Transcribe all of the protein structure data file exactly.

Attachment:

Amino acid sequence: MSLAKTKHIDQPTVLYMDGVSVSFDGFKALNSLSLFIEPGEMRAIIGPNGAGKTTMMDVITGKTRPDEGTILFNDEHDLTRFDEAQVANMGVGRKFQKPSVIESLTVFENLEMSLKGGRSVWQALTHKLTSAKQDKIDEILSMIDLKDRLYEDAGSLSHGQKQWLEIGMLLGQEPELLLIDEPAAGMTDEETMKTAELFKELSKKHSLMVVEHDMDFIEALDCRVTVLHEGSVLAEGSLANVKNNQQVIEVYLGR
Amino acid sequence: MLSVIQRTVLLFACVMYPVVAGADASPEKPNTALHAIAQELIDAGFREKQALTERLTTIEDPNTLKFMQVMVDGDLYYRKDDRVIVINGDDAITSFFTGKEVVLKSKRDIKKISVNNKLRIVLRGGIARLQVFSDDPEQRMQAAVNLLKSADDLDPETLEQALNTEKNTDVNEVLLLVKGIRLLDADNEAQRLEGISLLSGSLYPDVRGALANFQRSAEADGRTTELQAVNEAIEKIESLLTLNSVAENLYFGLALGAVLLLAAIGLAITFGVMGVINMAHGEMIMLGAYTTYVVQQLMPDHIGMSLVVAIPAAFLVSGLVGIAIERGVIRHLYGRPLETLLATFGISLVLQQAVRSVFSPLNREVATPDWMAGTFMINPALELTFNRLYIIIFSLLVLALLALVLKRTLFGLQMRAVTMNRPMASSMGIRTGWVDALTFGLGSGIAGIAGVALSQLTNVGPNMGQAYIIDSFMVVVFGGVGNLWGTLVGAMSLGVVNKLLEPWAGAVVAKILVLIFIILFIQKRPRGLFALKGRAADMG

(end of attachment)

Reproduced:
Amino acid sequence: MSLAKTKHIDQPTVLYMDGVSVSFDGFKALNSLSLFIEPGEMRAIIGPNGAGKTTMMDVITGKTRPDEGTILFNDEHDLTRFDEAQVANMGVGRKFQKPSVIESLTVFENLEMSLKGGRSVWQALTHKLTSAKQDKIDEILSMIDLKDRLYEDAGSLSHGQKQWLEIGMLLGQEPELLLIDEPAAGMTDEETMKTAELFKELSKKHSLMVVEHDMDFIEALDCRVTVLHEGSVLAEGSLANVKNNQQVIEVYLGR
Amino acid sequence: MLSVIQRTVLLFACVMYPVVAGADASPEKPNTALHAIAQELIDAGFREKQALTERLTTIEDPNTLKFMQVMVDGDLYYRKDDRVIVINGDDAITSFFTGKEVVLKSKRDIKKISVNNKLRIVLRGGIARLQVFSDDPEQRMQAAVNLLKSADDLDPETLEQALNTEKNTDVNEVLLLVKGIRLLDADNEAQRLEGISLLSGSLYPDVRGALANFQRSAEADGRTTELQAVNEAIEKIESLLTLNSVAENLYFGLALGAVLLLAAIGLAITFGVMGVINMAHGEMIMLGAYTTYVVQQLMPDHIGMSLVVAIPAAFLVSGLVGIAIERGVIRHLYGRPLETLLATFGISLVLQQAVRSVFSPLNREVATPDWMAGTFMINPALELTFNRLYIIIFSLLVLALLALVLKRTLFGLQMRAVTMNRPMASSMGIRTGWVDALTFGLGSGIAGIAGVALSQLTNVGPNMGQAYIIDSFMVVVFGGVGNLWGTLVGAMSLGVVNKLLEPWAGAVVAKILVLIFIILFIQKRPRGLFALKGRAADMG